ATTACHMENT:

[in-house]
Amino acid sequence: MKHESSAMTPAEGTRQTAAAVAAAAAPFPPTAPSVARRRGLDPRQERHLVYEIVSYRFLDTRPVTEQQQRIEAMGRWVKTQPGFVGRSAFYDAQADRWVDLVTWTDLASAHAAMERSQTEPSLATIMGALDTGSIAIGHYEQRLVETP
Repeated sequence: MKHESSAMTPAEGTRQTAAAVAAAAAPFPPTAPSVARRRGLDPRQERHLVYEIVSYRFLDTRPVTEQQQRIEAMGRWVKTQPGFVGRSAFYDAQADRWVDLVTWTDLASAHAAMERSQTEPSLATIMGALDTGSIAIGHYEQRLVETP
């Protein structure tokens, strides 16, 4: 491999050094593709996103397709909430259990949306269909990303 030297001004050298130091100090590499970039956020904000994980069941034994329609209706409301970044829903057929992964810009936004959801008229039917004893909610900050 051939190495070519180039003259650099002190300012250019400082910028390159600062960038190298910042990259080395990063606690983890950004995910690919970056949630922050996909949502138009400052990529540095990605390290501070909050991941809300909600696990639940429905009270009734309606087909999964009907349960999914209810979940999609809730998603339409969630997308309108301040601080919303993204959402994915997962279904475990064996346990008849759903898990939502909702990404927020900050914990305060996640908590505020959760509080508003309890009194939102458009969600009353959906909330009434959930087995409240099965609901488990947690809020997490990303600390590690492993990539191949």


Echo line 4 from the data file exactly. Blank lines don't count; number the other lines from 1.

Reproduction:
């Protein structure tokens, strides 16, 4: 491999050094593709996103397709909430259990949306269909990303 030297001004050298130091100090590499970039956020904000994980069941034994329609209706409301970044829903057929992964810009936004959801008229039917004893909610900050 051939190495070519180039003259650099002190300012250019400082910028390159600062960038190298910042990259080395990063606690983890950004995910690919970056949630922050996909949502138009400052990529540095990605390290501070909050991941809300909600696990639940429905009270009734309606087909999964009907349960999914209810979940999609809730998603339409969630997308309108301040601080919303993204959402994915997962279904475990064996346990008849759903898990939502909702990404927020900050914990305060996640908590505020959760509080508003309890009194939102458009969600009353959906909330009434959930087995409240099965609901488990947690809020997490990303600390590690492993990539191949």